The categories of contestation were then related to each policy forum (Consultative Committee, Scientific Advisory Committee and National Management Group). This enabled the nuance of issues around contestation to be distilled (i.e. did a lack of trust result from uncertainty around the data, or the ways in which decisions were made, or implemented) and related to the purpose and mandate of each policy forum. Coding also highlighted how and why members participated in each policy forum and categorised perspectives on the advantages and challenges identified from participating in these forums.
Our Exponential Random Graph Models contained six fairly simple bipartite configurations (Table 3). Three configurations neither specified type/scale of actor nor forum. These were: an activity configuration; a star configuration with one forum and two actors; and, a star configuration with one forum and three actors. The remaining three configurations were activity configurations accounting for ties between actors and national, state and local forums respectively (noting in this analysis actors were not coded). Such ‘simple’ configurations and/or configurations without coded nodes are important because they provide a control measure to help make unbiased interpretations of the more complex and often nested configurations (similar to an intercept term in a simple linear regression model). Indeed it is problematic to interpret any configurations that are not controlled for by a simpler configuration. We can for example interpret the positive sign on the national-activity configuration (0.832/6.3534***), but only because it is controlled for by the generic activity configuration. Hence we can say that the national-activity coefficient shows nationally-scaled forums are associated with significantly more ties than could be expected based on chance alone, given the number of generic actor-forum ties across the network.
|Configurations (see Wang et al 2014 for details)||Observed counts|| Model 1: Parameter (t-stat)|| Goodness of fit|| Model 2: (fixed ties for statutory roles): Parameter (t-stat)|| Goodness-of-fit|
|Edge: 1-actor/1-forum||424||− 1.268 (− 7.6380)***||424.434 (− 0.0240)||− 1.261 (− 7.6394)***||423.270 (0.0410)|
|Star: 2-actors/1-forum||293||− 0.576 (− 4.7603)***||296.835 (− 0.0710)||− 0.605 (− 5.1684)***||287.292 (0.1070)|
|Star: 3-actors/1-forum||218||0.227 (7.5800)***||231.281 (− 0.0820)||0.231 (7.6967)***||198.480 (0.1240)|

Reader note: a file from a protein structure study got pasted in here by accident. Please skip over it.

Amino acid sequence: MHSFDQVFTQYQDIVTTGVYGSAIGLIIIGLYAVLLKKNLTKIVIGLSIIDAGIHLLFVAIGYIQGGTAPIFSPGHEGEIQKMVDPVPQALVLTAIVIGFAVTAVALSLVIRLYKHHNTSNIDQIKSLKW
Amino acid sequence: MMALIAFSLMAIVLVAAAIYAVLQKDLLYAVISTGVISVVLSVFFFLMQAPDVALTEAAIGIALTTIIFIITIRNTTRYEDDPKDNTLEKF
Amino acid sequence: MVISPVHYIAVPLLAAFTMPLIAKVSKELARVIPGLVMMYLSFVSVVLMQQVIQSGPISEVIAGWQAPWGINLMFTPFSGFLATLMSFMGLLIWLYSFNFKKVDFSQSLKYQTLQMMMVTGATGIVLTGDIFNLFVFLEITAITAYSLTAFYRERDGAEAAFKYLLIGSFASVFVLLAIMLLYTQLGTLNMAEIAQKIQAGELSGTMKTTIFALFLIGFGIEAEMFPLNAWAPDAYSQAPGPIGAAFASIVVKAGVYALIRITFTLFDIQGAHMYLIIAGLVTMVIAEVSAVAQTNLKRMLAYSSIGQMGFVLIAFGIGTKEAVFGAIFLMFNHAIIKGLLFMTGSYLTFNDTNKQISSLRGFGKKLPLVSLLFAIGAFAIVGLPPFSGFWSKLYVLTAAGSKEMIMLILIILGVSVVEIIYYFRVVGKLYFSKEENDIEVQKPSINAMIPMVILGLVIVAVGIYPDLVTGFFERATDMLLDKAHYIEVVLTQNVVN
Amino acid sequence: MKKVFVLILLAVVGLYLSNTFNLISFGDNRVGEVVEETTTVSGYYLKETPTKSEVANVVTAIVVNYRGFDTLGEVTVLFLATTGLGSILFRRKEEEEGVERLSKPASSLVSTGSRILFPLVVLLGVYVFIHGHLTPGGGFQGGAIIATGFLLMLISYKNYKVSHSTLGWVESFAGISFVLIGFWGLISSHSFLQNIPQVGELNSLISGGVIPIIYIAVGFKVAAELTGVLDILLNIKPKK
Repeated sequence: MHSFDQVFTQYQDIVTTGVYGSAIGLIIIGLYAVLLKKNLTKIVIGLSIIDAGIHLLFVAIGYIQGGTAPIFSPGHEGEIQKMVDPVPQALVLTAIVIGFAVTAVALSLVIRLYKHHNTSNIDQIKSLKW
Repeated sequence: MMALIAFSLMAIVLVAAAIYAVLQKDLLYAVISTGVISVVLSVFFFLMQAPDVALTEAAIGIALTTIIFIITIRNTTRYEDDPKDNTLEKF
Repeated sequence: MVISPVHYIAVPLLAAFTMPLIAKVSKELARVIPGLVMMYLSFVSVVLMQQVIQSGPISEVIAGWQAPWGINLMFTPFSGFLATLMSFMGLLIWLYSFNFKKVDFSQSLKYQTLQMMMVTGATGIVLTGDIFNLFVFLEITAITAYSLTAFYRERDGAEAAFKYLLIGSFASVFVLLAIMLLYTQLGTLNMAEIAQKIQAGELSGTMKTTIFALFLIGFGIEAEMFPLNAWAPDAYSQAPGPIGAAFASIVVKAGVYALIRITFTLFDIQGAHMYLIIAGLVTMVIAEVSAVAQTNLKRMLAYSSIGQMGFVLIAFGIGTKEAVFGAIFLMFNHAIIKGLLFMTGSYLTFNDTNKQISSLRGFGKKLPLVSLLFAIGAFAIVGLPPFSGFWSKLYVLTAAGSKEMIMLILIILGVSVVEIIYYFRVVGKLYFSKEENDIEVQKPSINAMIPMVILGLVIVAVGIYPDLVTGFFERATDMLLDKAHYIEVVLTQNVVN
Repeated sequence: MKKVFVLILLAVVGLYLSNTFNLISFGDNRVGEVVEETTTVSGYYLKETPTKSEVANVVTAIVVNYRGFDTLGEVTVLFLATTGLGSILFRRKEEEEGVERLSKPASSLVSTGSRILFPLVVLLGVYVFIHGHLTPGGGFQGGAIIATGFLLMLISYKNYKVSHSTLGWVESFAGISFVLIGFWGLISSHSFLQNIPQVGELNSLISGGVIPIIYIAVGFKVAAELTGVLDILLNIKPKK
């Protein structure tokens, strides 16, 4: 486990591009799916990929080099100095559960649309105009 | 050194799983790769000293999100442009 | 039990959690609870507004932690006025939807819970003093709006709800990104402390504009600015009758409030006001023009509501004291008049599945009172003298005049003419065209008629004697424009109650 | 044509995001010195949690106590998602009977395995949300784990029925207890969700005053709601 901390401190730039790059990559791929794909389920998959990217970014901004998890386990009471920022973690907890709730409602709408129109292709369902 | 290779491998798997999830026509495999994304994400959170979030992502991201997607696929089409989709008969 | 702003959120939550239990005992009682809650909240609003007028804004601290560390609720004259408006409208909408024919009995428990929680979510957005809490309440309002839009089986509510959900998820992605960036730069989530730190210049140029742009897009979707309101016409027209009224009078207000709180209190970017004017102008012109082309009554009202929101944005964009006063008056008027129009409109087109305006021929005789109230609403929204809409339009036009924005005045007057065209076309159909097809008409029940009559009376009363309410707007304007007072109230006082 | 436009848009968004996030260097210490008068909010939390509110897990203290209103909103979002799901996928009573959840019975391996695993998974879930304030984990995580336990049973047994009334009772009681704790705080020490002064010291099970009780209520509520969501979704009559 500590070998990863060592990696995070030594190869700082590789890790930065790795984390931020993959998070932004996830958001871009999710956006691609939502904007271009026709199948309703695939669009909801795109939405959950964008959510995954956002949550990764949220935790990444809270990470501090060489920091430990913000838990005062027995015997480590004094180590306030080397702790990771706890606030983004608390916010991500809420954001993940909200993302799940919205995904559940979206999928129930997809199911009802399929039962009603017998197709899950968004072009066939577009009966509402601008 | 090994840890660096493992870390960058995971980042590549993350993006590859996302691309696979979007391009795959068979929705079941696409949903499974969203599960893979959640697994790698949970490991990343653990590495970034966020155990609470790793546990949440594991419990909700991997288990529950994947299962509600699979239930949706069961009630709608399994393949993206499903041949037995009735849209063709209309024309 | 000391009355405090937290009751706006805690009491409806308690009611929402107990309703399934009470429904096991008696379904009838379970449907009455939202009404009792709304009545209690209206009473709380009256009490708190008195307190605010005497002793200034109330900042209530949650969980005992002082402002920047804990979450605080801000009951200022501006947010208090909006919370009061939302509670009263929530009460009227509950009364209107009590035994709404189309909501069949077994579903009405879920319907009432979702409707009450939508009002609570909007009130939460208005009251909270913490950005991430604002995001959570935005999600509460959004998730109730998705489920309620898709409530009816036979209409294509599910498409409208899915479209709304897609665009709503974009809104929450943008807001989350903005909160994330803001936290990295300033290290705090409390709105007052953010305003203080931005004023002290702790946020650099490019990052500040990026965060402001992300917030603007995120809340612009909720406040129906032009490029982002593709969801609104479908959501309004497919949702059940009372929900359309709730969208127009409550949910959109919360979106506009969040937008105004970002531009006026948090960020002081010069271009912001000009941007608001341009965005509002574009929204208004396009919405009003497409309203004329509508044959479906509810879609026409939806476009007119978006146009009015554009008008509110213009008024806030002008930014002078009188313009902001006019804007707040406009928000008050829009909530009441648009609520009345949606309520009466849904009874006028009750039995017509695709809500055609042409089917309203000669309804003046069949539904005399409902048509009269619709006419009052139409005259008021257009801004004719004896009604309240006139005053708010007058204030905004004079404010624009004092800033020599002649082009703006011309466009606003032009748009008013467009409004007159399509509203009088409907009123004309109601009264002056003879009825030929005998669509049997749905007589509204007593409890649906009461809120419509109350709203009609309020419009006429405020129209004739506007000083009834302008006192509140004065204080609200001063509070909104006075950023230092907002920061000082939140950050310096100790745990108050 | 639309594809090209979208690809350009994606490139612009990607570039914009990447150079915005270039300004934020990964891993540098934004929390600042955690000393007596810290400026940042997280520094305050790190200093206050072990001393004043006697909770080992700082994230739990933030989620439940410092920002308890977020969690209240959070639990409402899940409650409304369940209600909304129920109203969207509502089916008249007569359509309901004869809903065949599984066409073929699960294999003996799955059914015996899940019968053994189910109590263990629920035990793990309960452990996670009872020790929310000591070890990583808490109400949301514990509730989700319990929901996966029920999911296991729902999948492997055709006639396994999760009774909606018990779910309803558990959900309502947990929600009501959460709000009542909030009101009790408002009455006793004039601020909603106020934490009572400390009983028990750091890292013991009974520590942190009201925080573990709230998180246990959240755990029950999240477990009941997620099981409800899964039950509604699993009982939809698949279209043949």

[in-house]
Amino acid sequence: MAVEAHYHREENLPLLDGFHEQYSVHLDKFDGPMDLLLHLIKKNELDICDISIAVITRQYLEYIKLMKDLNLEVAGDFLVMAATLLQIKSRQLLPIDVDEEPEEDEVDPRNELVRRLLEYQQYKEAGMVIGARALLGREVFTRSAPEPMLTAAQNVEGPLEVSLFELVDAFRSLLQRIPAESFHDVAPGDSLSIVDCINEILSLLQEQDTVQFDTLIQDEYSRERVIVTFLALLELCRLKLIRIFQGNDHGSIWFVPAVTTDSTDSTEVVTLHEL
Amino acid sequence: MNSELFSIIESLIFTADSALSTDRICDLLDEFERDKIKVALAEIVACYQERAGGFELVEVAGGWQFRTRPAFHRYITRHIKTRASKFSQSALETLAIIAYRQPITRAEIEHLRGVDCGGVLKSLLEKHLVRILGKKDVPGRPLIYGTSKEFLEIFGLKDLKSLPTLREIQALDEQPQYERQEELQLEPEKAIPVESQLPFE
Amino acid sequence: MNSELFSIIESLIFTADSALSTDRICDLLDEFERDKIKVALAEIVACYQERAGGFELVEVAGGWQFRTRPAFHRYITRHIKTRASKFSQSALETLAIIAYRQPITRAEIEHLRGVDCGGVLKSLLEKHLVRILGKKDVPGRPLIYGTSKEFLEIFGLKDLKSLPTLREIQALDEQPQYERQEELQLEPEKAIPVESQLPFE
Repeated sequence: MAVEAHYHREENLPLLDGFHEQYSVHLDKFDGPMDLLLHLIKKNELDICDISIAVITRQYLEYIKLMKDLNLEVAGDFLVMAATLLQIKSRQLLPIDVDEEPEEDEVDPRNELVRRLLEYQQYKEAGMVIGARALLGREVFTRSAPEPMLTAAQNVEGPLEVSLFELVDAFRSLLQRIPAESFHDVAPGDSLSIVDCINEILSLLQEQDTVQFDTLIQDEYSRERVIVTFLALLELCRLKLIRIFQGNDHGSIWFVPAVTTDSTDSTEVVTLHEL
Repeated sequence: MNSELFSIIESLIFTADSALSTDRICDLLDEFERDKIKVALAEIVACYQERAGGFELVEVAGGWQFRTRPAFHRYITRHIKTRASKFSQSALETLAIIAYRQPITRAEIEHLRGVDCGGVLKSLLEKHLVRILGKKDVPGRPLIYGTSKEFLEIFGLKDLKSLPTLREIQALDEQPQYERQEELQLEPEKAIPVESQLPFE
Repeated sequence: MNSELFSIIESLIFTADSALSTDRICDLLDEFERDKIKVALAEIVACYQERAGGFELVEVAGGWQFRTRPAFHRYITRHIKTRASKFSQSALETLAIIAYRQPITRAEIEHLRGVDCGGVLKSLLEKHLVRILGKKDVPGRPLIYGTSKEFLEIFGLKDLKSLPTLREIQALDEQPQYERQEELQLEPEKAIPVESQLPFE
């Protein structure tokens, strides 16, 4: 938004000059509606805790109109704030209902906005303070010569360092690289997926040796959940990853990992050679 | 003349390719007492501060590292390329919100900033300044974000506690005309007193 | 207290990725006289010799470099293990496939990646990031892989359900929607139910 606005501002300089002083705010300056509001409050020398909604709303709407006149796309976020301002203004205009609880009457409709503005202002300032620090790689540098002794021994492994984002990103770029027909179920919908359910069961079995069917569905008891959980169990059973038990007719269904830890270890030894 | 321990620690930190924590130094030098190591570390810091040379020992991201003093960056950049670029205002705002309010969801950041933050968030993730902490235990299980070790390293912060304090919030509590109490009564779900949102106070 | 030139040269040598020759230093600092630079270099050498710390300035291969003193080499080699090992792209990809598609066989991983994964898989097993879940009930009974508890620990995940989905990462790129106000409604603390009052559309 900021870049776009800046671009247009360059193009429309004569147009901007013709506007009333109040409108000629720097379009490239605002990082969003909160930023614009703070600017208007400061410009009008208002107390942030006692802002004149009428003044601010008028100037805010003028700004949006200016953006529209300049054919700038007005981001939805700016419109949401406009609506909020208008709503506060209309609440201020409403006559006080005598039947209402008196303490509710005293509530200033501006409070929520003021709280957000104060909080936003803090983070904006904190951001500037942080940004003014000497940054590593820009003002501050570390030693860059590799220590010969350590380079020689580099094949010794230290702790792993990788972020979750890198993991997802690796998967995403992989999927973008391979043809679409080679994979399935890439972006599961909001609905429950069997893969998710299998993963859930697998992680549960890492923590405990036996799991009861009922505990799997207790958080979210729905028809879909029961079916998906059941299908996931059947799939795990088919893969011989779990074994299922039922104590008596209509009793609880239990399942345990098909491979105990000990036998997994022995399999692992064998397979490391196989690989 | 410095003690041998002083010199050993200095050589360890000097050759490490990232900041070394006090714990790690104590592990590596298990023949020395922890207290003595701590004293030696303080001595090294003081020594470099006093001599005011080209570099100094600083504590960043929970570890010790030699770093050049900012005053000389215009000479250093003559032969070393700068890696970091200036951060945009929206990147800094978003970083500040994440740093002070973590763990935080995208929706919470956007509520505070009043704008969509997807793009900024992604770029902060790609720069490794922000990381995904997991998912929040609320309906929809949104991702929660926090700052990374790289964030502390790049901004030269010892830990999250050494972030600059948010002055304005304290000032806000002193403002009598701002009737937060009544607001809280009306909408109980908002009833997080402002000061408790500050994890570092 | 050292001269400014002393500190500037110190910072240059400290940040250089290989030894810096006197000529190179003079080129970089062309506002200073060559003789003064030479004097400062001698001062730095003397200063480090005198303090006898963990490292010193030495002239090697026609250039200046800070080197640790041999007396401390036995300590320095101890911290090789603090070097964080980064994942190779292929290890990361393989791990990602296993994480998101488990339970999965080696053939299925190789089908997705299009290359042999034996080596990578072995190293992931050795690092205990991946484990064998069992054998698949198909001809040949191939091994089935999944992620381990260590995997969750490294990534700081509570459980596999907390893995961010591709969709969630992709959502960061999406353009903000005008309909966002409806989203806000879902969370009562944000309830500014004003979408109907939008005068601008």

|Activity||National (decision-making)||136||0.832 (6.3534)***||136.300 (− 0.0310)||0.801 (6.5672)***||134.969 (0.1120)|
|State (planning)||32||− 0.357 (− 2.0389)**||31.630 (0.0700)||− 0.385 (− 2.3784)**||31.553 (0.0840)|
|Local (action)||50||− 0.840 (− 4.0772)***||50.388 (− 0.0570)||− 0.982 (− 4.4618)***||50.011 (− 0.0020)|
|Coordination / bridging||National (decision-making)||4812||see GoF||4628.933 (0.2780)||see GoF||4530.145 (0.4560)|
|State (planning)||265||see GoF||248.193 (0.2000)||see GoF||246.414 (0.2160)|
|Local (implementation)||825||see GoF||594.120 (1.4630)||see GoF||620.788 (1.2520)|
|Collaboration/bonding||National (decision-making)||1398||see GoF||613.609 (4.6330)***||see GoF||586.203 (4.9080)***|
|State (planning)||137||see GoF||72.436 (1.3910)||see GoF||64.985 (1.7800)*|
|Local (implementation)||49||see GoF||147.389 (− 1.4090)||see GoF||137.183 (− 1.3290)|
Multi-level networks are notoriously hard to solve using Exponential Random Graph Models. While our primary interest was to test the over or under representation of scale/type-specific forums indicating bonding or bridging (see Table 1), extensive testing failed to produce any models that could adequately include such configurations. Hence, in order to assess the over/under representation of forum specific configurations we relied on goodness-of-fit (Lubell et al. 2014; McAllister et al. 2015b). The fitted Model was used to simulate 2000 random graphs (using the package MPnet Wang et al. 2014) and simulated counts of configurations were compared to those observed.
For the configurations already included in the Model, the subsequent goodness-of-fit provided a quality check. Given the included configurations are used as the basis for simulation, the simulated and observed counts should be statistically identical, and they are (Table 3, Column ).
For the forum specific configurations showing bonding and bridging (Table 1), having significantly higher observed counts than the simulated networks provides evidence configurations occur at levels higher than could be expected by chance (after controlling for those configurations in the Model). Our results show the bonding/collaboration configuration for national forums is observed significantly more often than expected by chance. No other configurations were significant (Table 3, Column ).
In total 259 actors participated across the 12 forums in the response to myrtle rust. Many actors participated as part of their statutory roles. ERGMs assume stochasticity, and therefore we ran a second model with fixed ties where 19 known statutory roles made participation statutory in certain forums (Table 3, column [3–4]). The results are broadly consistent, the only exception being the residual analysis shows bonding/collaboration configurations for the state forums became weakly, significantly positive (Table 3, column ).
5. Discussion and qualitative analysis